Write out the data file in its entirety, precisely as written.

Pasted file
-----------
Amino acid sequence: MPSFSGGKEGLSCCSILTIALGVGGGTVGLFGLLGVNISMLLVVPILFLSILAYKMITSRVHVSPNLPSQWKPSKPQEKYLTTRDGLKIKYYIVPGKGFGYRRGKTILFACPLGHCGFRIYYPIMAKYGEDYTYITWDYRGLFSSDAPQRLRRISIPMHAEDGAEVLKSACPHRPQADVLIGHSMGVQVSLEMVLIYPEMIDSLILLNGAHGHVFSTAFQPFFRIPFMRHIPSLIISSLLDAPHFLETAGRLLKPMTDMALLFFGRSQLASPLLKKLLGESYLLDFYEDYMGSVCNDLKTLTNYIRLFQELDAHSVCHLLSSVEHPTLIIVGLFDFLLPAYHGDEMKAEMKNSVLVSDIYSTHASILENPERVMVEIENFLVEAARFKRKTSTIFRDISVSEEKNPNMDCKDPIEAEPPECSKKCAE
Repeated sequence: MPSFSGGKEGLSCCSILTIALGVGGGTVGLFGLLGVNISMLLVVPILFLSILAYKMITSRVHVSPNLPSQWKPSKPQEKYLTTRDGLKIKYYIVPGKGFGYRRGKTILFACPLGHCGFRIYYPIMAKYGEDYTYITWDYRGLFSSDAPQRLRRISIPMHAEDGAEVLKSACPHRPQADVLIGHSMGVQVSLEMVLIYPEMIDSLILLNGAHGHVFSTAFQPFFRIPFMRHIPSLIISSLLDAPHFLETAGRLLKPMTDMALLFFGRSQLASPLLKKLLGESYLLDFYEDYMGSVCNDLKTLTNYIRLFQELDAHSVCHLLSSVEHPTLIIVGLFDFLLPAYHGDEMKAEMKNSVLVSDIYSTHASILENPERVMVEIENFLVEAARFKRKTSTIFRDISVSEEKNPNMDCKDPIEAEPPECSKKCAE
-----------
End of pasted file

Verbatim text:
Amino acid sequence: MPSFSGGKEGLSCCSILTIALGVGGGTVGLFGLLGVNISMLLVVPILFLSILAYKMITSRVHVSPNLPSQWKPSKPQEKYLTTRDGLKIKYYIVPGKGFGYRRGKTILFACPLGHCGFRIYYPIMAKYGEDYTYITWDYRGLFSSDAPQRLRRISIPMHAEDGAEVLKSACPHRPQADVLIGHSMGVQVSLEMVLIYPEMIDSLILLNGAHGHVFSTAFQPFFRIPFMRHIPSLIISSLLDAPHFLETAGRLLKPMTDMALLFFGRSQLASPLLKKLLGESYLLDFYEDYMGSVCNDLKTLTNYIRLFQELDAHSVCHLLSSVEHPTLIIVGLFDFLLPAYHGDEMKAEMKNSVLVSDIYSTHASILENPERVMVEIENFLVEAARFKRKTSTIFRDISVSEEKNPNMDCKDPIEAEPPECSKKCAE
Repeated sequence: MPSFSGGKEGLSCCSILTIALGVGGGTVGLFGLLGVNISMLLVVPILFLSILAYKMITSRVHVSPNLPSQWKPSKPQEKYLTTRDGLKIKYYIVPGKGFGYRRGKTILFACPLGHCGFRIYYPIMAKYGEDYTYITWDYRGLFSSDAPQRLRRISIPMHAEDGAEVLKSACPHRPQADVLIGHSMGVQVSLEMVLIYPEMIDSLILLNGAHGHVFSTAFQPFFRIPFMRHIPSLIISSLLDAPHFLETAGRLLKPMTDMALLFFGRSQLASPLLKKLLGESYLLDFYEDYMGSVCNDLKTLTNYIRLFQELDAHSVCHLLSSVEHPTLIIVGLFDFLLPAYHGDEMKAEMKNSVLVSDIYSTHASILENPERVMVEIENFLVEAARFKRKTSTIFRDISVSEEKNPNMDCKDPIEAEPPECSKKCAE